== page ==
Ohio State Buckeyes
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Buckeyes Must Get Short Yardage Going Before It Costs Them

Football is simple — win the line of scrimmage and you win the game.

Actually winning the line of scrimmage, however, is where the difficulties come in.

One of the better measurements to determine how well a team is winning the line of scrimmage is their success rate in short-yardage situation. For most of the season, the Buckeyes were very successful with three or fewer yards to go.

Over the last three games, however, things have grown increasingly difficult.

Against Northwestern, the Buckeyes failed on their first four short-yardage situations. In those four attempts, they managed three rushes of no gain and a pickup of two yards on a third-and three.

Even though they were facing a loaded box against the Wildcats because of the weather, Buckeye head coach Ryan Day was still disappointed that the offense failed to pick up just a single yard on those plays.

“You gotta get the first down,” Day said. “There’s no excuse for not getting the first down. There can be 50 guys in a box, you gotta go get it. You gotta get movement. And the extra guy, you gotta run him over. Or you gotta crack block him and get to the corner and convert. That’s the bottom line. So yeah, if we’re not converting, then yeah, we’re coming up short.”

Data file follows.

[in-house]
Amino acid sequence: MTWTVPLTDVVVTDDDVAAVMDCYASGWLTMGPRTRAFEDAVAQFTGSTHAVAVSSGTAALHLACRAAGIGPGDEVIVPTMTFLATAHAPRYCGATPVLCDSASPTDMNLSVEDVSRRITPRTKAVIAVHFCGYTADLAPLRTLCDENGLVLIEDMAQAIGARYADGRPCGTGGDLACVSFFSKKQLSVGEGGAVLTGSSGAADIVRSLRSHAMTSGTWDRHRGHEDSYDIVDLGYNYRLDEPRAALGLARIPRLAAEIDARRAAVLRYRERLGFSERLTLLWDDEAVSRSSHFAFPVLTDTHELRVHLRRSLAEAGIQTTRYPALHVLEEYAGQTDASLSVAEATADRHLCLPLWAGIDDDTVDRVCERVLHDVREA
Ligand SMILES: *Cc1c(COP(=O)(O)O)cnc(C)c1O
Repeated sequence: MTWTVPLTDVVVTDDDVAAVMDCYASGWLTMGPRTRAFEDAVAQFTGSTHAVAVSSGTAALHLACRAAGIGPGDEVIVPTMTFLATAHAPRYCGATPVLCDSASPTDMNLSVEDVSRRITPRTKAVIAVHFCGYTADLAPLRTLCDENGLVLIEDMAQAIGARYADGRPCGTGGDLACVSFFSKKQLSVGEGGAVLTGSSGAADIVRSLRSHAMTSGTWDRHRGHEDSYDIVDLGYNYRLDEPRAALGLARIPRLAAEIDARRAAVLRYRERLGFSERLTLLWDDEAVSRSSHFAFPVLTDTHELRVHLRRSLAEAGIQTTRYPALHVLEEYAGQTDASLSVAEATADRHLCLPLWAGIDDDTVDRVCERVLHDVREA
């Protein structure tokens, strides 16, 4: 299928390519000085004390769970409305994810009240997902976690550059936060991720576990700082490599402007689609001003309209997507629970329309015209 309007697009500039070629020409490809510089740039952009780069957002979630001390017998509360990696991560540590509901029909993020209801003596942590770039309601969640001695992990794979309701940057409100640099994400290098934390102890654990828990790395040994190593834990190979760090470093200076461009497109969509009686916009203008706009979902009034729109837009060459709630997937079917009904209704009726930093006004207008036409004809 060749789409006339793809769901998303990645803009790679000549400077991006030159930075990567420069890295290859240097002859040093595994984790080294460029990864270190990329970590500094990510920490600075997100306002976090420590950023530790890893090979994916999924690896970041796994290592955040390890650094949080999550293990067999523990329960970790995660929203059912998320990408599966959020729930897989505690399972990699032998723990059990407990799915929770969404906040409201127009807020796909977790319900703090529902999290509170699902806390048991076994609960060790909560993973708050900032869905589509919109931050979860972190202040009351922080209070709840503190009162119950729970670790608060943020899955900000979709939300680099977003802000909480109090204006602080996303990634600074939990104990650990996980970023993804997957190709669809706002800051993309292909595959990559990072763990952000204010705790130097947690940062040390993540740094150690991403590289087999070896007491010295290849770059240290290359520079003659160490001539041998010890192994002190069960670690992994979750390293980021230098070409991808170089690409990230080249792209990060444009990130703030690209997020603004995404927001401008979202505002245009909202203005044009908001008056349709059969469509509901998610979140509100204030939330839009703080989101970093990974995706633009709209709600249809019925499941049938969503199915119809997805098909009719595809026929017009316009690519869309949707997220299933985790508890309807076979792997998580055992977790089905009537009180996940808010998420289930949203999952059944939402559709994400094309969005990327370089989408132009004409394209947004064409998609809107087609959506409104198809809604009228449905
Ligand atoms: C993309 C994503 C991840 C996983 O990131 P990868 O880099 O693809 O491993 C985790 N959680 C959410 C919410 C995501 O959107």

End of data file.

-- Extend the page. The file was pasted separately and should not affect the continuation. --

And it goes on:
Those failures last week are why the Buckeyes spent much more time this week in practice working on short-yardage situations. But like anything in practice, what looks good for the offense may mean bad news for the defense, so how does a coach view one side of the ball succeeding versus one side failing?

“When the offense goes against the defense in those type of situations, the thing you’re looking for is the the one-on-one situations in terms of who’s winning the one-on-one battles, because ultimately, that’s what it comes down to,” Day said. “Typically we’re not scheming against the offense or the defense, what we’re doing is trying to get better at the fundamentals and pad level, because ultimately, that’s what’s going to matter, especially in those type of situations. The guy who’s lower, the guy who can get movement, the team who will run over the extra defender in the box, will come down and block those types of things, are the ones who are going to be successful.”